MICHELLE BARRATT PSYCHOLOGY

35 Wondall Road

WYNNUM WEST

Qld 4178

Tel: 0401 924 331 

Fax:  (07) 3009 0553

MICHELLE BARRATT PSYCHOLOGY

Suite 37, Level 1 Benson House,

No. 2 Benson Street, TOOWONG,

Qld 4066.

Tel: 0411 731 516

Fax: (07) 3009 0075

 

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Accreditations

Michelle Barratt is a Fellow of the Clinical College at the Australian Psychological Society. 

Oppositional Defiant Disorder (ODD) therapy, Michelle Barratt Psychology, Brisbane and Redland Bay Psycholgist

Unlike the challenging of authority figures that is more common in adolescence, ODD emerges earlier – usually before age 8 years.

ODD is characterised by the frequent occurrence of at least four of the following behaviours:

  • Losing temper

  • Often arguing with adults

  • Often actively defying or refusing to comply with the requests

      or rules of adults

  • Often deliberately doing things that will annoy people

  • Often blaming others for his or her mistakes or behaviour

  • Is often touchy or easily annoyed by others

  • Is often angry and resentful

  • Is often spiteful and vindictive

 

Please note that these behaviours need to exist for a number of months and the disturbance of their behaviours causes severe (clinically) significant problems (impairment) in social, academic, and occupational functioning.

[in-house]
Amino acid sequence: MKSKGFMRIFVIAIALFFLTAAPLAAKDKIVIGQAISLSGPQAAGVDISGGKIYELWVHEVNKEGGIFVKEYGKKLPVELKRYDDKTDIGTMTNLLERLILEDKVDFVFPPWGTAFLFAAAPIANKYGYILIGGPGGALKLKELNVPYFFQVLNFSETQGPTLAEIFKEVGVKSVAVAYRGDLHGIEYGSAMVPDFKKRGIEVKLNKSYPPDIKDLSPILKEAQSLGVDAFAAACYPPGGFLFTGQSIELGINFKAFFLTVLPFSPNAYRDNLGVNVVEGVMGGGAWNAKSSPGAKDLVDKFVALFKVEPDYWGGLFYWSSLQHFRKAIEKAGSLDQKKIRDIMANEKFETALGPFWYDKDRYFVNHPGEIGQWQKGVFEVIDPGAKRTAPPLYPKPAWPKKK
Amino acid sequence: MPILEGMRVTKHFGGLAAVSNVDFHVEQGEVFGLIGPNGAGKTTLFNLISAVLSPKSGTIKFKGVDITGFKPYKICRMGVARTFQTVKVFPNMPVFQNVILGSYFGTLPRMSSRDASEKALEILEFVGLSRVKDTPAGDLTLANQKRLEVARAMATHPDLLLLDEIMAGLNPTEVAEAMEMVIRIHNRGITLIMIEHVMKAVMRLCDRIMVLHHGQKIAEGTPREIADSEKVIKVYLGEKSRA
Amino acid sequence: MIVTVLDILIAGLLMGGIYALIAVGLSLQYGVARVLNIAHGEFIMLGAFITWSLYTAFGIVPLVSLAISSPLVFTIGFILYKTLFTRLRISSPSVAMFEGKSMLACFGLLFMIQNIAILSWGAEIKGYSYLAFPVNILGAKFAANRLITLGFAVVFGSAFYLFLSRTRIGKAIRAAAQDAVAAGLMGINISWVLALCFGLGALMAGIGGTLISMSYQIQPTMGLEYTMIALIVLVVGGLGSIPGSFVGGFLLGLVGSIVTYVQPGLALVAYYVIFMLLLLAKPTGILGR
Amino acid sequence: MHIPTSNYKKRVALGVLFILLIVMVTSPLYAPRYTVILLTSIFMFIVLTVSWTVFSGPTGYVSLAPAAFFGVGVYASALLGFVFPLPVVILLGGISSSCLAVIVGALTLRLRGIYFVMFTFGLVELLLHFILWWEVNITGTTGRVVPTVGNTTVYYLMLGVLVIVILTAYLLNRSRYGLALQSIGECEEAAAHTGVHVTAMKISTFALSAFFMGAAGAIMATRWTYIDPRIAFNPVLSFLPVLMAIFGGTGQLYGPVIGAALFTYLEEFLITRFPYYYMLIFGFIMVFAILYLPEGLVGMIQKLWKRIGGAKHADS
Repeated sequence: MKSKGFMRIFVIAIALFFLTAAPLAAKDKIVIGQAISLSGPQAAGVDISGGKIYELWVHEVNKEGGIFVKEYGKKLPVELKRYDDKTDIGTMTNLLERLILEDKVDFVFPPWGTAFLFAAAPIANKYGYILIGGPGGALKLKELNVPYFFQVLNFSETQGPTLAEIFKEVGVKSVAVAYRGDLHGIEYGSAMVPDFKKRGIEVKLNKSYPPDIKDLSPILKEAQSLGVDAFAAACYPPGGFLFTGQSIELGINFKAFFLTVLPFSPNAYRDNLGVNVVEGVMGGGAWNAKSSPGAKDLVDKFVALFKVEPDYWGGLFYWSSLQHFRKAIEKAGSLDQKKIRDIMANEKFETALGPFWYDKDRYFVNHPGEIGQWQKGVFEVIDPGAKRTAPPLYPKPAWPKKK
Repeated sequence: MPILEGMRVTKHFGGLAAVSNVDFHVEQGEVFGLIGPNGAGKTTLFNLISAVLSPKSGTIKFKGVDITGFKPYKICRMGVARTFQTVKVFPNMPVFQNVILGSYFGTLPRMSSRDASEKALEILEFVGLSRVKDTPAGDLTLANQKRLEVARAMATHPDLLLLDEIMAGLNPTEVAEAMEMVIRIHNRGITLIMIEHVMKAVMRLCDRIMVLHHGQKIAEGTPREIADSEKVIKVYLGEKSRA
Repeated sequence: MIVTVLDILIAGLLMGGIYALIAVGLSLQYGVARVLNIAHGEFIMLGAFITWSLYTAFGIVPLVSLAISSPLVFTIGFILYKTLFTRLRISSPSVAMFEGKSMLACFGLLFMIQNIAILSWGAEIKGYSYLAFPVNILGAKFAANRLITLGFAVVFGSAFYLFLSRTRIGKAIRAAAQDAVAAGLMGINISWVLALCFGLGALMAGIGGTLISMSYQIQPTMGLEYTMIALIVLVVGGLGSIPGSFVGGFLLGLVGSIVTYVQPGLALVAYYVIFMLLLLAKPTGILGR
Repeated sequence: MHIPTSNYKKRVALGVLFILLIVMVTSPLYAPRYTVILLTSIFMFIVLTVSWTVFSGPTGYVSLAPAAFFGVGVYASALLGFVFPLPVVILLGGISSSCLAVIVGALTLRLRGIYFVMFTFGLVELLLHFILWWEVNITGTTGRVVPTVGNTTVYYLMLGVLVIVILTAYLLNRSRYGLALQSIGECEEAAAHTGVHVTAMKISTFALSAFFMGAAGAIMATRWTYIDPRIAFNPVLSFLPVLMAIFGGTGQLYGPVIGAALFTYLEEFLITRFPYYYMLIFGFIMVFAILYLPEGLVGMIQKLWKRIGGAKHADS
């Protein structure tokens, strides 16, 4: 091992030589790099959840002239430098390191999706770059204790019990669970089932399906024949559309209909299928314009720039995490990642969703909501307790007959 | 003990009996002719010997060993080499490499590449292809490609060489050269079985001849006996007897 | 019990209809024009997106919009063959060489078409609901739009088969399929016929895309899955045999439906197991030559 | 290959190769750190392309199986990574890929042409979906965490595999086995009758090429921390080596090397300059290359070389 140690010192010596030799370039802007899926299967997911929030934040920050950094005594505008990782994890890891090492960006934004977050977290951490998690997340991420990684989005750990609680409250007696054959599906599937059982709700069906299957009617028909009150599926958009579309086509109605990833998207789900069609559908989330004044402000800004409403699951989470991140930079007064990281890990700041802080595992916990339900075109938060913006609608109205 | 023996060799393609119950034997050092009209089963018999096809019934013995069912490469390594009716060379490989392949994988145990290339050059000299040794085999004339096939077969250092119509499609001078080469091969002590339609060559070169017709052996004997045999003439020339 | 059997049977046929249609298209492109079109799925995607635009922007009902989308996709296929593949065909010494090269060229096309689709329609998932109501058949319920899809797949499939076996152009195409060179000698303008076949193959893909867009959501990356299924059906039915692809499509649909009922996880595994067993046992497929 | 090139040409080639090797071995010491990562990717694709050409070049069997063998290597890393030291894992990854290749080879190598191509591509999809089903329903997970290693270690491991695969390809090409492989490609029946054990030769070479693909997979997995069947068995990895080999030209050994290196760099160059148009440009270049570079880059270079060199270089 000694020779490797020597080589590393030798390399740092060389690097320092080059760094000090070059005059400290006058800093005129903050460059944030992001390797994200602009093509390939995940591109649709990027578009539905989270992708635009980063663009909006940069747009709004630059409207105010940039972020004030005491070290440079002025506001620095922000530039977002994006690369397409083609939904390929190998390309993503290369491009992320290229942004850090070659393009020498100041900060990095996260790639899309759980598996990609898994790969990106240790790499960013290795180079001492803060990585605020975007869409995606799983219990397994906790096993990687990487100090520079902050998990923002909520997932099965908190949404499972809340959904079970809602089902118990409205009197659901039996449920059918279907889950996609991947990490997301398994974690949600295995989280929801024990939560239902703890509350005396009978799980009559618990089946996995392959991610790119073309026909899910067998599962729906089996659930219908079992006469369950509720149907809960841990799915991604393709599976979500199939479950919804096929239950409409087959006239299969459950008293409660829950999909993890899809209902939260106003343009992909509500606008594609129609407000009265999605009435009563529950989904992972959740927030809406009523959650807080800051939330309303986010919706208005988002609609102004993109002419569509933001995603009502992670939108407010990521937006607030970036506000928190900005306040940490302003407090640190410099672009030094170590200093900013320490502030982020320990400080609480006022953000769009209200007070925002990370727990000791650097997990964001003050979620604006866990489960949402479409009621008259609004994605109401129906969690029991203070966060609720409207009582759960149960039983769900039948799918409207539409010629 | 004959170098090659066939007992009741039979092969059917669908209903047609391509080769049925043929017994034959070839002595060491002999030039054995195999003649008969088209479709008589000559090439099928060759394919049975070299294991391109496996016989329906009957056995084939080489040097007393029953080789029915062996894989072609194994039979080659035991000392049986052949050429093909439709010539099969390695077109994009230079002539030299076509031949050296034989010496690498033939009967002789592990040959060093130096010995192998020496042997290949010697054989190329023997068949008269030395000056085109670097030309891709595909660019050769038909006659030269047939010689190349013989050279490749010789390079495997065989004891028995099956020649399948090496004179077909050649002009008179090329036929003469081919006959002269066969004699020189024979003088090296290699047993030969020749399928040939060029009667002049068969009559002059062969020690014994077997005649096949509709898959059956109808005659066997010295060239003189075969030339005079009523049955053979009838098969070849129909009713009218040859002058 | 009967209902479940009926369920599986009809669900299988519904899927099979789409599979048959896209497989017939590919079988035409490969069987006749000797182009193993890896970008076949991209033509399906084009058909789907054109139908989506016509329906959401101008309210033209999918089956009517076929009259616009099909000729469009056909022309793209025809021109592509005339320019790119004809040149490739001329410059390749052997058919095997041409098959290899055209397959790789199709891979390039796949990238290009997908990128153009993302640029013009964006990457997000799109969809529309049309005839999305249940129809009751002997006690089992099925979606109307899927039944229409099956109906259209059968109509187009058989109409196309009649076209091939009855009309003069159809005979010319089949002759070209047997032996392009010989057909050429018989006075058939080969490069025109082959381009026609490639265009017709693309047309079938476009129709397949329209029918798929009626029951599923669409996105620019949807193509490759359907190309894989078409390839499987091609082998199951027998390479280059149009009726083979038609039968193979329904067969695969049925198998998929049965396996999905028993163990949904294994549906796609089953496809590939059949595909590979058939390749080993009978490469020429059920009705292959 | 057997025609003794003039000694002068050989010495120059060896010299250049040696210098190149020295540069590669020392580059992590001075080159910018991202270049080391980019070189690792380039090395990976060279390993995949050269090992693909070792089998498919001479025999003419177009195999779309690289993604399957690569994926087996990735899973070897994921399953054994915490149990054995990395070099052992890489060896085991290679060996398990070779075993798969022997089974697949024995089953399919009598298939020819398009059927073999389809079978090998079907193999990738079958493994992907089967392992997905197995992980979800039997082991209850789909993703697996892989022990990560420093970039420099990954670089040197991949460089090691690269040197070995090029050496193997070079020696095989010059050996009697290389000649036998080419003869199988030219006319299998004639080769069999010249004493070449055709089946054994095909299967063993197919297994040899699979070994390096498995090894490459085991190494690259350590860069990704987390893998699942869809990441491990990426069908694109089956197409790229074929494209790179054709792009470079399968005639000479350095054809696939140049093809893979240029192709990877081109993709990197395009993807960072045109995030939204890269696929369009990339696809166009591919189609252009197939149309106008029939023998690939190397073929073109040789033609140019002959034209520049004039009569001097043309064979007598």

The criteria for ODD:

For ODD contains both emotional (e.g. angry) and behavioural (e.g. argues) indicators. Unfortunately, there is some suggestion that both the emotional and behavioural symptoms of ODD contribute to the prediction of later disruptive/externalizing disorders. However the emotional symptoms of ODD may also contribute uniquely to the prediction of internalizing disorders (Stringaris & Goodman, 2009).

 

Other behaviours the child can exhibit as they get older may be that they have they have:

  • Fights

  • Temper Tantrums

  • Disobedient

  • Destructive

  • Impertinent

  • Uncooperative

  • Stealing

  • Lying

 

Many parents will experience behaviours listed above from time to time with their children as oppositional behaviour is a typical transient feature of certain developmental stages (e.g. preschool and adolescence) and can be exacerbated by unexpected change or stressors that present themselves for long periods of time.

 

Parents must not self-diagnose their children and understand that a clinical assessment is required to screen for other causes of the behaviours including anxiety, depression, attention deficit/Hyperactivity Disorder, and communication disorders.

 

Research has indicated that some causes of ODD are..

Causes of ODD are unclear but there are some familial patterns as it is more common in families where at least one parent has a history of depression, anxiety, ODD, conduct disorder, ADHD, personality disorders or a substance use disorder. It is more common in families where there are problems in the relationship between parents. Some studies suggest that an infant’s temperament e.g. infants who were difficult to soothe, or highly reactive.